Dont’ get me wrong, please!
Perhaps, I didn’t explain myself properly. I’m sorry for that.
I’ll try to clarify.
I am and I have always been pleased to QRS when I work CW from my shack, sometimes responding QRS and adapting to people calling CQ at any slow speed they may be using and some others calling CQ myself at about 18-20 WPM (rarely I call CQ slower than that now)
LEt me remind you that I spoke about activating myself at that slow speed, nothing about chasing. I wrote: I think activating at 10 or 15WPM in order to give a chance to one potential CW beginner one day, doesn’t worth it because it penalises on the other hand the whole group of chasers all the time everytimes.
Of course, that’s absolutely logical, normal and that’s the way we all felt when we started CW, but I’m sure you will also understand that the same type of challenge you currently find in completing a QSO during an activation, others (like myself) find the challenge not in just completing a QSO, because thousands of them have been completed by now, but in dealing with a big pile up (the bigger the better) and working 2, 3 or even more stations per minute over as many minutes as possible, recalling the names of the operators and calling them Andy, Colin, Helmut or Jorge during the activation. Those are the type of challenges I enjoy now during a SOTA activation and we, experienced CW operators, also have the right to enjoy and have challenges to achieve during a SOTA activation.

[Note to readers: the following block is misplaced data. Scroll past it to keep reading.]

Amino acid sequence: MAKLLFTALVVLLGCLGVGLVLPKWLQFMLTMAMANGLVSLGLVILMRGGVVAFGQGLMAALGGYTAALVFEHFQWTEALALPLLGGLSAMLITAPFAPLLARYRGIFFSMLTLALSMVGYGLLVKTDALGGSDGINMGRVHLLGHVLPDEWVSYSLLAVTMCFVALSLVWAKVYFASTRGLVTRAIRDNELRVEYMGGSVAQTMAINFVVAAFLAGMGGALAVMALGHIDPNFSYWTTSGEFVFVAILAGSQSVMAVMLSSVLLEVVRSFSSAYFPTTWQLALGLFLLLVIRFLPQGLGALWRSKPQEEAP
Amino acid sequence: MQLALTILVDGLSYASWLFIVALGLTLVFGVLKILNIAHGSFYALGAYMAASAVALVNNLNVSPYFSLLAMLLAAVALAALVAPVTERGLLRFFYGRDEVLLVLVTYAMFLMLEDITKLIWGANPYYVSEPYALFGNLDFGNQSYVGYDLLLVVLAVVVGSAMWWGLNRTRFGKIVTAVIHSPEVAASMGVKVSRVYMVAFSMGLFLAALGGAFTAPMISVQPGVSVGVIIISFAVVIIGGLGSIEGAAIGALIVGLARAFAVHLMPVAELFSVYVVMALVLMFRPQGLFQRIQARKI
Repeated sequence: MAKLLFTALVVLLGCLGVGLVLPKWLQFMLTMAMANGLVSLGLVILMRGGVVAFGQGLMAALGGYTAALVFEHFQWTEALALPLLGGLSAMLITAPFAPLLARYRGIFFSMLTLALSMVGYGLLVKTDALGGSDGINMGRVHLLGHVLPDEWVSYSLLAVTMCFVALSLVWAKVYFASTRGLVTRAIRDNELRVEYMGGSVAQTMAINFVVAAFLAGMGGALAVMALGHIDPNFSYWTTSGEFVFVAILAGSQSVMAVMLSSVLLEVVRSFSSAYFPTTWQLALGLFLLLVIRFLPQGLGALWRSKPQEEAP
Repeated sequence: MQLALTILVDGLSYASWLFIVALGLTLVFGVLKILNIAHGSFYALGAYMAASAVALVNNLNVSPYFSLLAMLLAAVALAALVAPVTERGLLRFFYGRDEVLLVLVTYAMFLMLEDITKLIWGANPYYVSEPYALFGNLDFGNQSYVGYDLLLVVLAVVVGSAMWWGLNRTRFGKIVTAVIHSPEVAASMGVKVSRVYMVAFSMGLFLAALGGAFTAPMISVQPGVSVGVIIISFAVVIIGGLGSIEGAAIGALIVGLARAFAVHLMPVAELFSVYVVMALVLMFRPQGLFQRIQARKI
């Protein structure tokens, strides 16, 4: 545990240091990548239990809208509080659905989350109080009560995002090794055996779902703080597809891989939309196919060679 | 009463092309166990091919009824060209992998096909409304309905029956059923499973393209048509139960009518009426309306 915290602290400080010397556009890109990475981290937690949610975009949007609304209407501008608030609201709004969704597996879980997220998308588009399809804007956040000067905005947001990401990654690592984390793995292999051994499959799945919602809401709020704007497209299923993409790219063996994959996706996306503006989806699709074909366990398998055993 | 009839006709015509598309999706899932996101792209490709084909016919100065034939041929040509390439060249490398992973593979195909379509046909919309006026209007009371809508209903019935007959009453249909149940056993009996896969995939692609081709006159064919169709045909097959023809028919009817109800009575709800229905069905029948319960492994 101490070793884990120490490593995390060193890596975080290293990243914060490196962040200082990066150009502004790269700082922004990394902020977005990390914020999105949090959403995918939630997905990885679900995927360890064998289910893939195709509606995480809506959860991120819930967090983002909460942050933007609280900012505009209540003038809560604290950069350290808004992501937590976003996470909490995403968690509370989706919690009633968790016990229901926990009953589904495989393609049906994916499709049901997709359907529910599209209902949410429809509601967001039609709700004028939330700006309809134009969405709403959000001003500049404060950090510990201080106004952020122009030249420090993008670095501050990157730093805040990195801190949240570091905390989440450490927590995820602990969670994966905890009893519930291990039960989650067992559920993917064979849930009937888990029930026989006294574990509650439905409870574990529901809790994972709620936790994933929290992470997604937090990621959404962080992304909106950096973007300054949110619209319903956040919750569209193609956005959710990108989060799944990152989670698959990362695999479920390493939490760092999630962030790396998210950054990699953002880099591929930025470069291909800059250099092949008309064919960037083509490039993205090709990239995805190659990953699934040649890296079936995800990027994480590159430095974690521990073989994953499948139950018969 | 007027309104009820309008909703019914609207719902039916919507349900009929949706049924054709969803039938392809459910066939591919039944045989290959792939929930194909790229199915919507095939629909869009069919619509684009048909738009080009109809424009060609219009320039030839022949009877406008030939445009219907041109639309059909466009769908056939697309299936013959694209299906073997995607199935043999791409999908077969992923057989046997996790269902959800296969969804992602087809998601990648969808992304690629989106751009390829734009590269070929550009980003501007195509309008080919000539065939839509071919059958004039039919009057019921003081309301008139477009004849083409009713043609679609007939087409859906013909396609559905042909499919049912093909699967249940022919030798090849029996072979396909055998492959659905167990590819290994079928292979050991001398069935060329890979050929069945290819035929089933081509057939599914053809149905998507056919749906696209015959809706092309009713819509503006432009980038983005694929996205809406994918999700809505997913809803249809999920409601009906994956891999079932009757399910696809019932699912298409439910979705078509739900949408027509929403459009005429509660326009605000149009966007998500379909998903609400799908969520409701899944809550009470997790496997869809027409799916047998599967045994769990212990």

I learned CW back in 1985 and you will surely guess I made hundreds of QRS QSOs.
I have progressed pretty well since then, but I still like and enjoy the challenge of working SOTA and dealing with the pile-up.
As I explained in a previous post, I usually don’t QRS when activating because I find penalising to stop the normal pace of the operation to search the menu in my FT-817 where the CW speed can be modified. Now that Andrew explained me there’s a shortcut to access that menu, I may try to do it next time I activate SOTA, if I find it’s necessary.
I hope to QSO with you very soon, Andy and I’ll be absolutely pleased to QRS for you.